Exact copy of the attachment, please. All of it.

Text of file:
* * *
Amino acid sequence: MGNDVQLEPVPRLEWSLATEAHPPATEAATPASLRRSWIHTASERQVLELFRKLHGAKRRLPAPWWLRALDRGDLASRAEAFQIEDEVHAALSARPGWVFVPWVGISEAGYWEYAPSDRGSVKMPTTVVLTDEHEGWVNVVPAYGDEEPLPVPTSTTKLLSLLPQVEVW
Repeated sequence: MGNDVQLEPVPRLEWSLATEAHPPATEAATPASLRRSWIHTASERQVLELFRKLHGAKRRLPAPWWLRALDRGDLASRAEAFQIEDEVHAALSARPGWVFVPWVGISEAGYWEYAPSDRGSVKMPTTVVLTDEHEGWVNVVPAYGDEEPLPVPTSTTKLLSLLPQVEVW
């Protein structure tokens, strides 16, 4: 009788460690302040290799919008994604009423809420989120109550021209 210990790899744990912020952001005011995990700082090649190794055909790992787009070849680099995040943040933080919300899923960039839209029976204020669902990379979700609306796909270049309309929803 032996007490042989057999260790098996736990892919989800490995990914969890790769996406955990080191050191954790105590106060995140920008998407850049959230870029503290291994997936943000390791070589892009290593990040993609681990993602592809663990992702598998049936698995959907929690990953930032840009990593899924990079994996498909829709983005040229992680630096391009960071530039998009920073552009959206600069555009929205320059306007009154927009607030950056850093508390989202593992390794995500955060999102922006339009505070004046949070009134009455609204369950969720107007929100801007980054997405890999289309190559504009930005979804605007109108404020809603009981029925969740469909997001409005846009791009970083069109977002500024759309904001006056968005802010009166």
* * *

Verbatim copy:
Amino acid sequence: MGNDVQLEPVPRLEWSLATEAHPPATEAATPASLRRSWIHTASERQVLELFRKLHGAKRRLPAPWWLRALDRGDLASRAEAFQIEDEVHAALSARPGWVFVPWVGISEAGYWEYAPSDRGSVKMPTTVVLTDEHEGWVNVVPAYGDEEPLPVPTSTTKLLSLLPQVEVW
Repeated sequence: MGNDVQLEPVPRLEWSLATEAHPPATEAATPASLRRSWIHTASERQVLELFRKLHGAKRRLPAPWWLRALDRGDLASRAEAFQIEDEVHAALSARPGWVFVPWVGISEAGYWEYAPSDRGSVKMPTTVVLTDEHEGWVNVVPAYGDEEPLPVPTSTTKLLSLLPQVEVW
């Protein structure tokens, strides 16, 4: 009788460690302040290799919008994604009423809420989120109550021209 210990790899744990912020952001005011995990700082090649190794055909790992787009070849680099995040943040933080919300899923960039839209029976204020669902990379979700609306796909270049309309929803 032996007490042989057999260790098996736990892919989800490995990914969890790769996406955990080191050191954790105590106060995140920008998407850049959230870029503290291994997936943000390791070589892009290593990040993609681990993602592809663990992702598998049936698995959907929690990953930032840009990593899924990079994996498909829709983005040229992680630096391009960071530039998009920073552009959206600069555009929205320059306007009154927009607030950056850093508390989202593992390794995500955060999102922006339009505070004046949070009134009455609204369950969720107007929100801007980054997405890999289309190559504009930005979804605007109108404020809603009981029925969740469909997001409005846009791009970083069109977002500024759309904001006056968005802010009166």